Tuesday, September 10, 2013

Still more Motley Foolishness

In the pursuit of a couple of threads about the business of media, I find myself frequently clicking on links to Motley Fool posts and almost always regretting it. Here's how I summed up my reaction earlier:
MF specializes in overexcited, often under-informed posts usually focusing on hot topics that have strong emotional associations of success or (more rarely) failure. All of which is designed to get readers anxious and eager enough to shell out $199 a piece for various newsletters.
One part of that formula is the BIG HEADLINE!/small story. The pattern here is to start with a wildly overstated headline then scale back to a much more modest actual claim in the article. On top of that, even the modest claim is weakly supported only by very optimistic arguments.

Recent examples:

This Marvel Movie Has "Winner" Written All Over It
(about the upcoming Guardians of the Galaxy)


Why Disney's "Agents of S.H.I.E.L.D." Could Be Bigger Than "The Avengers"

If you read the first, you go from Guardians having winner written all over it to it being "an interesting mix of characters that under the guidance of director James Gunn could result in a potent Marvel movie." In this context, I'd read "winner" to be above average for a film in the larger Avengers franchise or at least a 300 million dollar box office. From there we go the the more modest and far more vague 'potent.'

Left out is the fact that the director, while promising, has only directed two features, Slither and Super, neither of which appear to have broken even. Add to that the fact that introducing large numbers of unfamiliar characters is problematic, and that one of these characters is named Rocket Raccoon (a joke that wasn't good even when the reference was fresh).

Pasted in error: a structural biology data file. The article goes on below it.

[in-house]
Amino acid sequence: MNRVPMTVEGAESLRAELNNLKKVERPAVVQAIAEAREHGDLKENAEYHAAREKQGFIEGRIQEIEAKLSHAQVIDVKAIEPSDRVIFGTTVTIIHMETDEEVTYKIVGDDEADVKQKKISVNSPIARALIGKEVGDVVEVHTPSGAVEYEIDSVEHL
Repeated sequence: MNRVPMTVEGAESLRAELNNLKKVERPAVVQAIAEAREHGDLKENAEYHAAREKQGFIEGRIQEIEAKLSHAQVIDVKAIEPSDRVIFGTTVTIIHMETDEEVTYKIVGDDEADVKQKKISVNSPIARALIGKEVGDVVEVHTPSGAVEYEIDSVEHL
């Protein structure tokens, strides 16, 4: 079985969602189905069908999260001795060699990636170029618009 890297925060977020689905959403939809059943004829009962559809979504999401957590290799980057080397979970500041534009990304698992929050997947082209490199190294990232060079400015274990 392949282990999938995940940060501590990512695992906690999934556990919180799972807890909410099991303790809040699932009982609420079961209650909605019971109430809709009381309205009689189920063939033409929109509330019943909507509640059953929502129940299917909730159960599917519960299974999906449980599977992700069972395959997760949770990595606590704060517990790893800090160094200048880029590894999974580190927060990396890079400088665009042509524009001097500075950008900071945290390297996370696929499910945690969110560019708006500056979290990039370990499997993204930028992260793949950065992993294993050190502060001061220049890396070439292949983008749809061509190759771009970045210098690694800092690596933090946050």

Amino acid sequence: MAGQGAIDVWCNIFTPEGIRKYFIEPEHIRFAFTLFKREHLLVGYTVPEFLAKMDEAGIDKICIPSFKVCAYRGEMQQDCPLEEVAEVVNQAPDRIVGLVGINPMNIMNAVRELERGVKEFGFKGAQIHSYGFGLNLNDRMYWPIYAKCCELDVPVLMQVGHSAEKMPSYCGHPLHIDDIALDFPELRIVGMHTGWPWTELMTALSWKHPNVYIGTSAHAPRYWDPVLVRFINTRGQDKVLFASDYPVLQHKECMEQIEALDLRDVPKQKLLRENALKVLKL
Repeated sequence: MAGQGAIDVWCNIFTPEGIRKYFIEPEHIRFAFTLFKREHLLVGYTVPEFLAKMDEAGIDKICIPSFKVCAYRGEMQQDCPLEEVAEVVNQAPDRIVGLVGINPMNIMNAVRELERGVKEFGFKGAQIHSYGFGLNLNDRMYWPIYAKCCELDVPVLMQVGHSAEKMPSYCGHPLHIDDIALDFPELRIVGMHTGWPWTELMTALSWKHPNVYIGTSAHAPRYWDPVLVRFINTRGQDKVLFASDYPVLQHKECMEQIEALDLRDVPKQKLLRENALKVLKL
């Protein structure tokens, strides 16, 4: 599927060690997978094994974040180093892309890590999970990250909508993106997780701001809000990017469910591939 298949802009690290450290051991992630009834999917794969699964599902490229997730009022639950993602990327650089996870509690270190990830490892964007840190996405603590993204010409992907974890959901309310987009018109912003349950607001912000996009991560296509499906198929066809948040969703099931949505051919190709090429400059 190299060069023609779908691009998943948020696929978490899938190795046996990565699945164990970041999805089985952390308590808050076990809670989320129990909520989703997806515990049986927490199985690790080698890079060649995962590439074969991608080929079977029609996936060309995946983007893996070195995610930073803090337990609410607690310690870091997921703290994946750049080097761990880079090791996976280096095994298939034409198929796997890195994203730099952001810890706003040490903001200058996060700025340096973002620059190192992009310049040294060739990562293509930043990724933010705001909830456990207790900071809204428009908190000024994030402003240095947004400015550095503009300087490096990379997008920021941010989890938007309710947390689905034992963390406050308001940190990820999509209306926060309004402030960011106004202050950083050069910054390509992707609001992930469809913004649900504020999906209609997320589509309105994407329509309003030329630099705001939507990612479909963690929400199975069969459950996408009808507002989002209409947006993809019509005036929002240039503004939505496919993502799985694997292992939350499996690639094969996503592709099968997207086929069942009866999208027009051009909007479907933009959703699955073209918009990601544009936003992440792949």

Likewise, after claiming that the new Shield television show could be bigger than the Avengers, the article never actually argues for anything more than it possibly being a successful show that's good for the network. Once again, even that fairly limited claim is not well supported. No reason is given why the show should be more successful than something like Young Indiana Jones (another TV spin-off of a hit franchise) or that, if it is successful, that success will be somehow more important to ABC than the success of a Castle or a Dancing with the Stars. It should also be noted that while Joss Whedon has been the creative force behind many critically acclaimed TV show, he has never, to my knowledge, been involved with an actual hit. (And no, having a long run on the CW does not count).

Just to be clear, I have every reason to believe that these shows will be entertaining and have a reasonable shot at success. The people at Marvel have a good track record and have shown themselves to be smart about playing a long game.

What I am saying is that Motley Fool has not presented any arguments to show one way or another that these projects will be successful enough to move the stock. What MF is doing is trying to create a emotional state such that you will be eager to start playing the market and you will subscribe to one or more of their newsletters. As far as I've been able to tell, that's pretty much all they try to do.

I have two problems with that approach. First, they appear to be selling a product of little value. Second, and this is the kicker, they are encouraging people to engage in what is for most of us a highly risky behavior.

I have no way of knowing whether or not Guardians of the Galaxy will break box office records or if Agents of S.H.I.E.L.D will be the top rated show next year. If they are hits, I couldn't tell you whether or not that success has already been anticipated by the market and priced in to the stock. These analysts might be right about Disney stock or they might be wrong. Given the arguments we've seen so far I have no reason to guess one way or the other. However, given the cost and risk involved, I would be reluctant to make an investment based on one of these guys' monthly newsletters.

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